February 22, 2013 by APRIL McCARTHY
New analysis of data from the National Health and Nutrition Examination Survey (NHANES), indicates that consuming avocados may be associated with better diet quality and nutrient intake level, lower intake of added sugars, lower body weight, BMI and waist circumferences, higher “good cholesterol” levels and lower metabolic syndrome risk. These results were published in the January 2013 issue of Nutrition Journal.
You probably already knew that avocado was a great source of vitamin E, but did you know that because it’s so rich in antioxidants and the good-for-you type of fat, it’s also an anti-aging powerhouse? Studies have shown that the minerals in avocado even help you better absorb other nutrients, like beta carotene. They also contain a sugar called D-manno-heptulose that helps your skin produce collagen, which can prevent wrinkles.
Researchers have found that consuming avocado bolsters cells’ power centers against harmful free radicals. Atmospheric oxygen facilitated the evolution and complexity of terrestrial organisms, including human beings, because it allowed nutrients to be used more efficiently by those organisms, which in turn were able to generate more energy.
Specifically, the survey data (NHANES 2001-2008, 17,567 U.S. adults ages 19 years and older) revealed that the 347 adults (50% female) who consumed avocados in any amount during a 24-hour dietary recording period had several significantly better nutrient intake levels and more positive health indicators than those who did not consume avocados. Among the avocado consumers, average daily consumption was about one half (70.1 +/- 5.4 g/day) of a medium sized avocado, somewhat higher in male avocado consumers (75.3 +/-6.3 g/day) than females (66.7 +/- 7.3 g/day).
Overall Diet Quality, Energy and Nutrient Intakes
- According to the study, Avocado consumers more closely adhered to the Dietary Guidelines for Americans than those who did not eat avocados, as measured by the Healthy Eating Index (HEI).
- Avocado consumers had significantly higher intakes of certain important nutrients including 36% more dietary fiber, 23% more vitamin E, 13% more magnesium, 16% more potassium and 48% more vitamin K than non-consumers.
- Avocado consumers also had significantly higher intakes of “good” fats (18% more monounsaturated and 12% more polyunsaturated) and total fats (11% more) than non-consumers, although average caloric intake of both groups was the same.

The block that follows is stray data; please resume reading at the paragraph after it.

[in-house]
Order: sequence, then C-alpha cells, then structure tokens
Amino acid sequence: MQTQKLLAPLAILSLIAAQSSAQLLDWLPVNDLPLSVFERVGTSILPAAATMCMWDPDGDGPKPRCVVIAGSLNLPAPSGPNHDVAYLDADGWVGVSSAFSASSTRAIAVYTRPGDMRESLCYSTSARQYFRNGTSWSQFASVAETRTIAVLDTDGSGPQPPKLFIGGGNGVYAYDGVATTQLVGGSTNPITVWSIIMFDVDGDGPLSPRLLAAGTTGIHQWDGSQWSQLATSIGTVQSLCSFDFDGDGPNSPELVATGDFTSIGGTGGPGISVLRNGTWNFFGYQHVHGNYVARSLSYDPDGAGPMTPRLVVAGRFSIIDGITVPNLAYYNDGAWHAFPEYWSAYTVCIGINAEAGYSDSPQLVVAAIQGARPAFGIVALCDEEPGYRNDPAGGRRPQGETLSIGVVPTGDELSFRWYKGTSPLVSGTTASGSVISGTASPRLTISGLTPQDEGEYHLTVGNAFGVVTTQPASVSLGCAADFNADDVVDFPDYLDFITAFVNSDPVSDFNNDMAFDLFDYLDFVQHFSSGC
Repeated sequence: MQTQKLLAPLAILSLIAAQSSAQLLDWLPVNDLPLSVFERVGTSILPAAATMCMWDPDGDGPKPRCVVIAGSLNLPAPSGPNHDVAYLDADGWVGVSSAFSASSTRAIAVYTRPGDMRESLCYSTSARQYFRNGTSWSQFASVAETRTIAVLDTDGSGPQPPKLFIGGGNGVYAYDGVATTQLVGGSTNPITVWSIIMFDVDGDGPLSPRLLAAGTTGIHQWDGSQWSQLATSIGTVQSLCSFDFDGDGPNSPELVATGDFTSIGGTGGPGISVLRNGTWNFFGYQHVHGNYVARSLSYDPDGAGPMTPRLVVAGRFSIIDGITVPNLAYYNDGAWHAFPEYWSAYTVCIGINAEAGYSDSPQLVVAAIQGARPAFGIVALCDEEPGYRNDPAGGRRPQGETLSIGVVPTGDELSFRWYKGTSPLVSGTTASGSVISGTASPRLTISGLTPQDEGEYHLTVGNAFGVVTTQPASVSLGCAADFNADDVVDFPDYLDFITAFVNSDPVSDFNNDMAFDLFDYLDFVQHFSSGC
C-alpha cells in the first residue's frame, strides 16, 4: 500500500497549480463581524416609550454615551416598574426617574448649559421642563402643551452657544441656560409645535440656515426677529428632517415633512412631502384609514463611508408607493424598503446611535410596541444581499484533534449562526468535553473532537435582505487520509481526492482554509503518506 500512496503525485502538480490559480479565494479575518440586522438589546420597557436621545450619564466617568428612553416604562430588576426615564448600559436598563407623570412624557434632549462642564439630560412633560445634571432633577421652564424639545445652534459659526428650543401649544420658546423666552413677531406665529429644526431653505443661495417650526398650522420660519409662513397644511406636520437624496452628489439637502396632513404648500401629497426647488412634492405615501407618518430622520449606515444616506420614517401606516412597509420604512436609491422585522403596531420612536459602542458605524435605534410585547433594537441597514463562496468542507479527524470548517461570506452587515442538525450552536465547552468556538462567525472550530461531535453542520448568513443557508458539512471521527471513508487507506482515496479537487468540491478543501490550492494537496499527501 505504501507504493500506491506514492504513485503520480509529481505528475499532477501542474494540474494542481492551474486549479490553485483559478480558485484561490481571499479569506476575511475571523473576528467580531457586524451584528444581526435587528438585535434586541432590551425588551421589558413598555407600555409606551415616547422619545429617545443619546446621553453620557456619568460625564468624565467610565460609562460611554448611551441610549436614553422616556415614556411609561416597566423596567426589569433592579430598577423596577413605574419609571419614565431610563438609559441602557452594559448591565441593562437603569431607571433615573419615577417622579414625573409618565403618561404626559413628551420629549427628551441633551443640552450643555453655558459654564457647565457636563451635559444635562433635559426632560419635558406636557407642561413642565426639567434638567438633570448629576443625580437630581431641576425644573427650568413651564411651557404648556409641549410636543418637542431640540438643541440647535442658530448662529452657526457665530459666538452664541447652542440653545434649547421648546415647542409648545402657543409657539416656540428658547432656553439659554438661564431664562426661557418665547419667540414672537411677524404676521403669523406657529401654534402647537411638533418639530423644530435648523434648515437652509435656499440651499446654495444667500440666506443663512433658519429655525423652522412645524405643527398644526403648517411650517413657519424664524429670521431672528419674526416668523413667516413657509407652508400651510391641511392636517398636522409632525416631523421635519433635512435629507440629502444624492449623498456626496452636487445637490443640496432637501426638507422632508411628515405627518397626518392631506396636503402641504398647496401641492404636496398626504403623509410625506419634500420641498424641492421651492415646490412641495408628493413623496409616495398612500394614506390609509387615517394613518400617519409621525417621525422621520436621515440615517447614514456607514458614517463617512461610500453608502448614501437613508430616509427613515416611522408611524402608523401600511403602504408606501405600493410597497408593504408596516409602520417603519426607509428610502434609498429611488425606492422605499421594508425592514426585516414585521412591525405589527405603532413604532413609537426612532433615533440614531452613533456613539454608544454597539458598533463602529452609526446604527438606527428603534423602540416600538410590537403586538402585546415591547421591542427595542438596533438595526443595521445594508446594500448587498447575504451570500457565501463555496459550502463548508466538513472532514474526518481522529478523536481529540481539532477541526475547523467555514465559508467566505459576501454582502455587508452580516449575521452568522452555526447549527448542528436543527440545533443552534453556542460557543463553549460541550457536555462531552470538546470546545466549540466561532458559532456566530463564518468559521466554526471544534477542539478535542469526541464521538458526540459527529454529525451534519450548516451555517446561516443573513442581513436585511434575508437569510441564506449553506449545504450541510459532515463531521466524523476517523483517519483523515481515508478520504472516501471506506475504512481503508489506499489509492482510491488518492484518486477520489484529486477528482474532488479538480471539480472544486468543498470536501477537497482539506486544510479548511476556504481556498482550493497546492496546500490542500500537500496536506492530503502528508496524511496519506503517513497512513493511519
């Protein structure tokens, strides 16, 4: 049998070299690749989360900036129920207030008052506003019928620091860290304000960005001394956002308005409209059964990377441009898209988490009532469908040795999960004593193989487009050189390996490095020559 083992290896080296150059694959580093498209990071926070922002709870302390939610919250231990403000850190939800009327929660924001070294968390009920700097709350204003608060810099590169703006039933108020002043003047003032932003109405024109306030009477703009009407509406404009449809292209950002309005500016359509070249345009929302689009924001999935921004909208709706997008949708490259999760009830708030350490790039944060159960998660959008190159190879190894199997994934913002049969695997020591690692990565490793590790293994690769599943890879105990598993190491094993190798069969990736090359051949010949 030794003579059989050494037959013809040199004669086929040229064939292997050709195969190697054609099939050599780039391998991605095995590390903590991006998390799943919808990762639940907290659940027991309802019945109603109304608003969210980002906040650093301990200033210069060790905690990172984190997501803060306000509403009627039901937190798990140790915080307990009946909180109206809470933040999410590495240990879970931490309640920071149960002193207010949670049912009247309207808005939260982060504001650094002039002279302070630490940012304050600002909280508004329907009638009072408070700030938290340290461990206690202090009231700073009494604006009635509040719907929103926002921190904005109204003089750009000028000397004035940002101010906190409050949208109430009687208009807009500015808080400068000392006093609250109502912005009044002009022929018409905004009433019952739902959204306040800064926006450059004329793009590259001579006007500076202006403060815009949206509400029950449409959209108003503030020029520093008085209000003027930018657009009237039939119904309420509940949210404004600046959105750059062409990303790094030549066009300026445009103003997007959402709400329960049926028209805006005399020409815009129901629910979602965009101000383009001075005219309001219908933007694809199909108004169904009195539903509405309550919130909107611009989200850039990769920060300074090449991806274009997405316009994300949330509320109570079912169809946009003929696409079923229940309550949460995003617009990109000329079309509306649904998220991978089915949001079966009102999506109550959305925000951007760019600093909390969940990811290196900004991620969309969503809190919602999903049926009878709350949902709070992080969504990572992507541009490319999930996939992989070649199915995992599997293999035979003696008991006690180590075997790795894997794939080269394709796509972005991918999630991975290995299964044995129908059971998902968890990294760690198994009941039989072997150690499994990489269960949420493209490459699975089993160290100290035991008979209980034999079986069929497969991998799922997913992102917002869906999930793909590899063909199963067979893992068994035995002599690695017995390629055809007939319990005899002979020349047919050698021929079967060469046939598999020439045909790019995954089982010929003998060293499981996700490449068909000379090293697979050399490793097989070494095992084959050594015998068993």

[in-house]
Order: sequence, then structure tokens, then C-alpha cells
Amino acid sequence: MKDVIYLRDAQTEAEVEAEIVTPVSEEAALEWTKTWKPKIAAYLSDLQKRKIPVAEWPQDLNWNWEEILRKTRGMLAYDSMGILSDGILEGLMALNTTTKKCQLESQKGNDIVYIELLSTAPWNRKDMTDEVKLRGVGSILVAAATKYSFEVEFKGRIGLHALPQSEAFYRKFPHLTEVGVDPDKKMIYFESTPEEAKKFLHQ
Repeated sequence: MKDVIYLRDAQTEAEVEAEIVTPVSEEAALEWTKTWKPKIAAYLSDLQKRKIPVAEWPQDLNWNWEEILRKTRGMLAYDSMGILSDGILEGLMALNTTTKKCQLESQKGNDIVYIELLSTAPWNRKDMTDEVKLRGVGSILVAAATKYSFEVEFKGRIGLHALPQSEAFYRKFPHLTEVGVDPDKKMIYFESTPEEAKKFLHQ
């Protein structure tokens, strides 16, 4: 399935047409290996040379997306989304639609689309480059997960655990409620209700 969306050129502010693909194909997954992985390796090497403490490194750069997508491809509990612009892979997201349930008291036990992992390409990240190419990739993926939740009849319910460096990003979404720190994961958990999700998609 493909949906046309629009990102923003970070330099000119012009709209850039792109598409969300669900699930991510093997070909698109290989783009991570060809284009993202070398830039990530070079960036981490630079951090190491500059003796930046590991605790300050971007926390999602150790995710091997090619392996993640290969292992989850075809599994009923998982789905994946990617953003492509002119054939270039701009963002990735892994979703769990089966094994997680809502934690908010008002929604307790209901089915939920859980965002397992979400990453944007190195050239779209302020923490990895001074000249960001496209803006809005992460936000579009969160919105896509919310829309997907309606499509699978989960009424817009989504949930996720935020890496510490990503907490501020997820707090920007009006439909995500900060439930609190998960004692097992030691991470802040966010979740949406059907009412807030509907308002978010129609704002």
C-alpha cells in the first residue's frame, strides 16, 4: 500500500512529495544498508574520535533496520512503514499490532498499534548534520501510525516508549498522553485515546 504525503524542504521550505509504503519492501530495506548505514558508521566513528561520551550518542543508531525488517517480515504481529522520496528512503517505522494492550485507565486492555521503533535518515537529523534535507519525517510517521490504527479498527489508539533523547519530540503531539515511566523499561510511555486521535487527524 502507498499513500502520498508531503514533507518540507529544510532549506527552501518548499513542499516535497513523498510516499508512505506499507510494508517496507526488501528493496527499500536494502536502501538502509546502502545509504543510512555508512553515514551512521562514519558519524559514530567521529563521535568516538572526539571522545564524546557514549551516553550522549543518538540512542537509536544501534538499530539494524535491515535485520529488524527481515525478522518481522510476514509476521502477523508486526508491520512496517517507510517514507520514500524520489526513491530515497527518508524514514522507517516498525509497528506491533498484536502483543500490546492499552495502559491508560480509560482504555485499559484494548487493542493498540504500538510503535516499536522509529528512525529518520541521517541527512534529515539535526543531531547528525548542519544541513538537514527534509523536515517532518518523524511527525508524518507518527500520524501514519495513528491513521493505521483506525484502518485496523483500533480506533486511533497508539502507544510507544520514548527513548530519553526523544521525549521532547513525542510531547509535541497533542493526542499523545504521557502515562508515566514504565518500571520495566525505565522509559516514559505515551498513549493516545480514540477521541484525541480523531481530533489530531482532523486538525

- Avocado consumers and non-consumers had similar intakes of sodium.
Physiological Health Measures
- Avocado consumers had significantly lower BMI values than non-consumers.
- Avocado consumers had significantly smaller waist circumference measures than non-consumers (an average of 4 cm smaller).
- Avocado consumers weighed significantly less than non-consumers (an average of 7.5 pounds less).
- Avocado consumers had significantly higher HDL (“good”) cholesterol levels.
Metabolic Syndrome Risk
The study found that Avocado consumers had a 50% lower odds ratio for metabolic syndrome compared to non-consumers. Metabolic syndrome is a name given to a group of risk factors which, when they occur together, increase the risk for coronary artery disease, stroke and type-2 diabetes.
As with most analyses of NHANES data, research findings were based on cross-sectional data from a single 24-hour dietary recall (which may be inaccurate and biased due to misreporting and memory lapses) and cannot provide cause and effect evidence between avocado consumption and improvements in diet quality. “These findings suggest an interesting association between the consumption of avocados and better nutrient intakes and other positive outcomes,” said study primary investigator Victor Fulgoni, PhD. “These observations were derived from population survey data, they provide important clues to better understanding the relationships between diet and health, and give direction to future research endeavors.”
7 Amazing Avocado Recipes
1. Vegan Avocado Alfredo Sauce — Who needs butter and cream? Make a decadent alfredo sauce with avocado as the base instead!
2. Creamy Avocado Potato Salad — Mashed replaces the mayo in this healthy, tasty side dish.
3. Avocado Reuben Sandwich — Talk about decadent!
4. Vegan Enchiladas with Cilantro Avocado Cream Sauce — I’ve always said that avocado is perfect for mimicking the creaminess of cheese, and this recipe proves it!
5. Avocado and Basil Mayonnaise — The avocado base for this recipe gives you the creaminess of mayo without any high cholesterol eggs.
6. Mexican Pizza — Another delicious example of avocado standing in for saturated fat-laden cheese!
7. Avocado Lime Cupcakes — The avocado adds a bit of richness to these decadent vegan cupcakes.
April McCarthy is a community journalist playing an active role reporting and analyzing world events to advance our health and eco-friendly initiatives.